IDMS SQL SELECT statements containing a LIKE clause can be problematic to optimize and as a result may perform less than optimally.
Release : 19.0
Component : IDMS/SQL Option.
The IDMS optimizer has no way of knowing ultimately how many rows will meet the criteria specified in the LIKE clause.
When optimizing a SELECT which uses a LIKE clause, even if the record/table has a MANDATORY AUTOMATIC system-owned index on the field/column, there are two primary access paths open to the optimizer.
1. Perform an area sweep of all of the data, looking in every record, and testing the field to see if it meets the LIKE clause criteria.
2. Perform a sweep of the index, test the field in the index to see if it meets the LIKE clause criteria. If it does, read the actual record data.
Which path is more efficient will depend on how many records ultimately meet the LIKE clause. The fewer records that do, the more likely it is that path 2 will be faster. However, as the number of records that meet the LIKE clause increases, it will be more likely that path 1 is faster.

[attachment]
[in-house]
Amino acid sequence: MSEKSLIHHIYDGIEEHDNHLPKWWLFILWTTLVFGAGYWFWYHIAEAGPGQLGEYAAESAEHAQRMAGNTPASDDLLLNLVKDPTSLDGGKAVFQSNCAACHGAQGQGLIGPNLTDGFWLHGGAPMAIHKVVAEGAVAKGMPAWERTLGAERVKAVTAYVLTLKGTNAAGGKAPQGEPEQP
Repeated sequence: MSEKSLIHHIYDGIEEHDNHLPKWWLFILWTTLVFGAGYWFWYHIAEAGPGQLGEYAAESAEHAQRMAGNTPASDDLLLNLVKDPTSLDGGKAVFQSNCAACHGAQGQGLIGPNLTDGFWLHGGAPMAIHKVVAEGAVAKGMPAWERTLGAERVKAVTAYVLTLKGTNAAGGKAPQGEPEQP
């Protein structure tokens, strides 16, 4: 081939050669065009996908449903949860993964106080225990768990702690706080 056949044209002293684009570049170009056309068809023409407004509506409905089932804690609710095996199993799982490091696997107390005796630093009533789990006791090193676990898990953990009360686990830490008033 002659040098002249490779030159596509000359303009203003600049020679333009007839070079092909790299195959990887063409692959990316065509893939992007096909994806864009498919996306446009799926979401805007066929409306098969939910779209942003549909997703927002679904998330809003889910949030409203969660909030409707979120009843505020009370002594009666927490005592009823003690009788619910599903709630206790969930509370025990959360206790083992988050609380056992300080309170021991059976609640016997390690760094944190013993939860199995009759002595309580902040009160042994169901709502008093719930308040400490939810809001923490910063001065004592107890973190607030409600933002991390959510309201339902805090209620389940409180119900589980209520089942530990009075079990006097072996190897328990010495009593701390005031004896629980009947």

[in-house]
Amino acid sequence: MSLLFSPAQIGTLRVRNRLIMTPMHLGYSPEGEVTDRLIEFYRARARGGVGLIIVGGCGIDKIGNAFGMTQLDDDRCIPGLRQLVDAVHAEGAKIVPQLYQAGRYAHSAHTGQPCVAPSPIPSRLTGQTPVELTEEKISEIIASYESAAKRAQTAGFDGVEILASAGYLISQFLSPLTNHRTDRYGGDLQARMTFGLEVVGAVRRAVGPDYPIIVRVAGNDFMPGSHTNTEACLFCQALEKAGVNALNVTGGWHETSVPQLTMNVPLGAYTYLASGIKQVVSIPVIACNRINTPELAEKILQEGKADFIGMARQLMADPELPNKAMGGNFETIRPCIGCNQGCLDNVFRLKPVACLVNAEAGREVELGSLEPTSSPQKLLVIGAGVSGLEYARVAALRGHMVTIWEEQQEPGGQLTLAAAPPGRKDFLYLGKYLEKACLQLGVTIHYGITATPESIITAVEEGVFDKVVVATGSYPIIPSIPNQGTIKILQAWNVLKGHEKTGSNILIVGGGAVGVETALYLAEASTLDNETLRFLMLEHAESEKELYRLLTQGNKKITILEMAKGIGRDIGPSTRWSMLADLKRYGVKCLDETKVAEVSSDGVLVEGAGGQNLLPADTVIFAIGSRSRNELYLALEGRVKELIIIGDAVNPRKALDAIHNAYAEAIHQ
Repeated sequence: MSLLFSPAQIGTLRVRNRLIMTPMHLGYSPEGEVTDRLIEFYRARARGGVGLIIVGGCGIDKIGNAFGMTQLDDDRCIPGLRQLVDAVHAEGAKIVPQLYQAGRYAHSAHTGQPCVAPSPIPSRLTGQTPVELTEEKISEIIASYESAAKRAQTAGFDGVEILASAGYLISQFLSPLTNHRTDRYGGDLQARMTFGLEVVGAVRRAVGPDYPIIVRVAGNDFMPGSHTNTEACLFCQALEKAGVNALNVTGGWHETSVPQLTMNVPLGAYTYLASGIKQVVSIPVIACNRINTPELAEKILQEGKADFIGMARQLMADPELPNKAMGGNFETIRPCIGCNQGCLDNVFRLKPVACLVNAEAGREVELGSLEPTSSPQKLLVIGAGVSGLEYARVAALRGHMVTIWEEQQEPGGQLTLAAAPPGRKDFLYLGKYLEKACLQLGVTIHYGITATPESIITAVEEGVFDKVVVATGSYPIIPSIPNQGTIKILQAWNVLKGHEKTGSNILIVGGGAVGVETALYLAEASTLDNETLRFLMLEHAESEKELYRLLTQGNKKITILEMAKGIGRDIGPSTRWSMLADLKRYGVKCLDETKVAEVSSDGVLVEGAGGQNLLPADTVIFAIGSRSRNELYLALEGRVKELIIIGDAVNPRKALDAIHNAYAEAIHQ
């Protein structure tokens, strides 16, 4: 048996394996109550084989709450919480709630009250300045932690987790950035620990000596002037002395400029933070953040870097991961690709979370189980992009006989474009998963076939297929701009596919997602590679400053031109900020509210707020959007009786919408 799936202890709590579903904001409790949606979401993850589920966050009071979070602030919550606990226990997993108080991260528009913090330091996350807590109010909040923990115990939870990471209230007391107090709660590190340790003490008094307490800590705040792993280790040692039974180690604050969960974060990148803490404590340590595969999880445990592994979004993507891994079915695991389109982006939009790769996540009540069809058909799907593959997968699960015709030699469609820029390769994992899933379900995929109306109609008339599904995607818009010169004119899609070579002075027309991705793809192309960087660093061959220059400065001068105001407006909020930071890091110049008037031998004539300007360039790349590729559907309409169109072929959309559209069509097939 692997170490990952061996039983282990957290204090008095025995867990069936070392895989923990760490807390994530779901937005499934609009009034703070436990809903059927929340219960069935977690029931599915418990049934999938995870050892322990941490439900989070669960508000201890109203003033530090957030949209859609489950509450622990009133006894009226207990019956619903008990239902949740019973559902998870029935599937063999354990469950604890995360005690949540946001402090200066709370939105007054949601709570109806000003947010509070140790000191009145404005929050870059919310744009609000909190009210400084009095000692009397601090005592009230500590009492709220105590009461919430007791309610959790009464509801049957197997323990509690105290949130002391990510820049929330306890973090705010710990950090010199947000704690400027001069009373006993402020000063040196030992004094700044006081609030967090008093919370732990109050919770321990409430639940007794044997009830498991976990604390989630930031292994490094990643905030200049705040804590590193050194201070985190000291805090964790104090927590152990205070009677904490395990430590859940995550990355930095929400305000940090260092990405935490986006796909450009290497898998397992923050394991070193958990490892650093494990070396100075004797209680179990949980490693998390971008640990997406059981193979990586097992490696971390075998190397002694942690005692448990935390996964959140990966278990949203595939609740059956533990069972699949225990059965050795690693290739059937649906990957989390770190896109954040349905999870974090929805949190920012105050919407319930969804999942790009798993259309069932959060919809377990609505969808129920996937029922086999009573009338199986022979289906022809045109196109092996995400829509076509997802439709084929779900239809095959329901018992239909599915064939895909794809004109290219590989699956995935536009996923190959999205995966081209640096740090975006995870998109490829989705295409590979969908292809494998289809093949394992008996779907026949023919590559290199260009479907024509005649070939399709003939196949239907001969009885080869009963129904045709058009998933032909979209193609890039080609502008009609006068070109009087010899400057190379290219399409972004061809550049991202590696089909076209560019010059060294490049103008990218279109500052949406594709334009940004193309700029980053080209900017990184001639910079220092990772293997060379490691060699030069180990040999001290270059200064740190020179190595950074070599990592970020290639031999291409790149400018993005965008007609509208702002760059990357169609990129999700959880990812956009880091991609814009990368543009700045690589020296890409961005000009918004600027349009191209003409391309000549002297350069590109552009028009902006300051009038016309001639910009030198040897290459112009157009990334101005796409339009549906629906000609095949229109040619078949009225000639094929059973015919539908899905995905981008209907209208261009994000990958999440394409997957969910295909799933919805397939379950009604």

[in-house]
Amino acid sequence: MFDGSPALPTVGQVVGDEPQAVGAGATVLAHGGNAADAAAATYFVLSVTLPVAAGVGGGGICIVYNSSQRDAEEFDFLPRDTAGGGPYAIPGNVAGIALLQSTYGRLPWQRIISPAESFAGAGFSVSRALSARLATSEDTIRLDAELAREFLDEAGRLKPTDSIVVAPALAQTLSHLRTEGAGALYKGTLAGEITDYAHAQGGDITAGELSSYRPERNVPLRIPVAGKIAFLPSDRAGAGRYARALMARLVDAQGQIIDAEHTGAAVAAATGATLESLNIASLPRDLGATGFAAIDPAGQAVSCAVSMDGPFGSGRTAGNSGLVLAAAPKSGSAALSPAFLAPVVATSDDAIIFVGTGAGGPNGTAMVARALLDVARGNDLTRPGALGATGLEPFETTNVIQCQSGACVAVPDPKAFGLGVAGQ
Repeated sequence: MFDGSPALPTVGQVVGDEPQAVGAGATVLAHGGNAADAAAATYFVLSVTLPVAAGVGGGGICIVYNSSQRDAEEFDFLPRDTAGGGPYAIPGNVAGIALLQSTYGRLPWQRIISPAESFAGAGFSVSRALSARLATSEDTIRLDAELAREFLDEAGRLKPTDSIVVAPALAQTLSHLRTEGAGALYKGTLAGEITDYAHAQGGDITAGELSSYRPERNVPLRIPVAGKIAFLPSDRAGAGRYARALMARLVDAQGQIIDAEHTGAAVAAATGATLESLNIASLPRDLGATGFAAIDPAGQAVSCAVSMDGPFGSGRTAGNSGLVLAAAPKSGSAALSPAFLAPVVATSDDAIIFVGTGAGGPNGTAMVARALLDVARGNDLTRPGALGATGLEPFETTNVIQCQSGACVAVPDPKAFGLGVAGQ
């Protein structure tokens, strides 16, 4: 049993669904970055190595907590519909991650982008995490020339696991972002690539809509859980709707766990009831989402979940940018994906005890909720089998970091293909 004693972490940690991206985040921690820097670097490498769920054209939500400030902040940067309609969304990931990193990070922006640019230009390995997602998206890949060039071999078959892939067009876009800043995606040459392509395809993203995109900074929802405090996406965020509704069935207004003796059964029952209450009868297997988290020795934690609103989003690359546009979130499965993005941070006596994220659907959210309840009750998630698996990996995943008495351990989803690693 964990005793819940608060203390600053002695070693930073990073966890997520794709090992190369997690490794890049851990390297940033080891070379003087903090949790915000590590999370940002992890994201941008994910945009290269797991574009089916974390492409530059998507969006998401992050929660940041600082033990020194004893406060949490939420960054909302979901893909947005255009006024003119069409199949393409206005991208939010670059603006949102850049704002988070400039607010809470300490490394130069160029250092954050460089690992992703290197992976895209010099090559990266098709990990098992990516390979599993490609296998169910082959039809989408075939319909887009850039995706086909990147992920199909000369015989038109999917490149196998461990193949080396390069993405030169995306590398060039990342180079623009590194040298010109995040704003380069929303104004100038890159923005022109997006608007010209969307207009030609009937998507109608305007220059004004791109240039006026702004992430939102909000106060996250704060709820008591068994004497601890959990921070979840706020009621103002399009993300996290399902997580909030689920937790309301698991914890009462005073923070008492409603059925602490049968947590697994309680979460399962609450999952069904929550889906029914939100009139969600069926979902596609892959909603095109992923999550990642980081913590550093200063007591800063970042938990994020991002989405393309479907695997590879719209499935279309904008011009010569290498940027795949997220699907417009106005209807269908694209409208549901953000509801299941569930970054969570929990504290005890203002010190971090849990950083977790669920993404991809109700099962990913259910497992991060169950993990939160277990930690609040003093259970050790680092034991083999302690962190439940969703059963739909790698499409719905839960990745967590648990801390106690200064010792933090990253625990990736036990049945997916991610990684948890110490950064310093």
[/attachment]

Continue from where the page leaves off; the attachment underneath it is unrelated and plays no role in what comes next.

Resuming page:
The problem is that IDMS has no way of knowing in advance how many records will meet that criteria.
The OPTIMIZE FOR n ROWS clause can be used to influence this. The smaller the value for n, the more likely it is that it will choose path 2, depending on the other statistics available to the optimization process. A value of 1 will almost always result in path 2.
SELECT JOB_ID_0440, TITLE_0440
WHERE TITLE_0440 LIKE '%COMPUTER%'
OPTIMIZE FOR 1 ROWS;
*+ JOB_ID_0440 TITLE_0440
*+ ----------- ----------
*+ 3029 COMPUTER OPERATOR
*+ 3003 MGR COMPUTER OPS
*+ 2 rows processed